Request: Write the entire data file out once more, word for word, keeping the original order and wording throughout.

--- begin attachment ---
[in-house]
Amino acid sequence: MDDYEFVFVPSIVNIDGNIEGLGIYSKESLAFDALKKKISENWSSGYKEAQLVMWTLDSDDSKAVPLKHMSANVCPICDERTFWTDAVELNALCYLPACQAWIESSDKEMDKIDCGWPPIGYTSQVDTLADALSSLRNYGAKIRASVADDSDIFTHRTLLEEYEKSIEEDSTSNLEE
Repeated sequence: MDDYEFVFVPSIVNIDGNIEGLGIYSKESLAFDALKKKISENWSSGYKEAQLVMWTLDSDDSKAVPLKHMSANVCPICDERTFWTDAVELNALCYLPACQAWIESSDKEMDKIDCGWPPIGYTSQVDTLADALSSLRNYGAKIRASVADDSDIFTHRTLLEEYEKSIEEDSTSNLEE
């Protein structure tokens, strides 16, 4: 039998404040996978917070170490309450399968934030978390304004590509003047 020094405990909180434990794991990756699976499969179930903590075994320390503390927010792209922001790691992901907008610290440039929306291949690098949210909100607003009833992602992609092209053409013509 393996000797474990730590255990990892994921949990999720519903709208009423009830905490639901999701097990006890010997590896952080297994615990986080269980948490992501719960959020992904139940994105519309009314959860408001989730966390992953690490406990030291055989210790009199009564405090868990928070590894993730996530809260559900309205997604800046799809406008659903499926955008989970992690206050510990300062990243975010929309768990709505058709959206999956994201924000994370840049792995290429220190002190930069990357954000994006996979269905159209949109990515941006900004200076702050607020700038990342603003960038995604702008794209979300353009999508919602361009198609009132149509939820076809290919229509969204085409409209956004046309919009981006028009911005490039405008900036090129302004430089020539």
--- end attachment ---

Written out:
[in-house]
Amino acid sequence: MDDYEFVFVPSIVNIDGNIEGLGIYSKESLAFDALKKKISENWSSGYKEAQLVMWTLDSDDSKAVPLKHMSANVCPICDERTFWTDAVELNALCYLPACQAWIESSDKEMDKIDCGWPPIGYTSQVDTLADALSSLRNYGAKIRASVADDSDIFTHRTLLEEYEKSIEEDSTSNLEE
Repeated sequence: MDDYEFVFVPSIVNIDGNIEGLGIYSKESLAFDALKKKISENWSSGYKEAQLVMWTLDSDDSKAVPLKHMSANVCPICDERTFWTDAVELNALCYLPACQAWIESSDKEMDKIDCGWPPIGYTSQVDTLADALSSLRNYGAKIRASVADDSDIFTHRTLLEEYEKSIEEDSTSNLEE
């Protein structure tokens, strides 16, 4: 039998404040996978917070170490309450399968934030978390304004590509003047 020094405990909180434990794991990756699976499969179930903590075994320390503390927010792209922001790691992901907008610290440039929306291949690098949210909100607003009833992602992609092209053409013509 393996000797474990730590255990990892994921949990999720519903709208009423009830905490639901999701097990006890010997590896952080297994615990986080269980948490992501719960959020992904139940994105519309009314959860408001989730966390992953690490406990030291055989210790009199009564405090868990928070590894993730996530809260559900309205997604800046799809406008659903499926955008989970992690206050510990300062990243975010929309768990709505058709959206999956994201924000994370840049792995290429220190002190930069990357954000994006996979269905159209949109990515941006900004200076702050607020700038990342603003960038995604702008794209979300353009999508919602361009198609009132149509939820076809290919229509969204085409409209956004046309919009981006028009911005490039405008900036090129302004430089020539």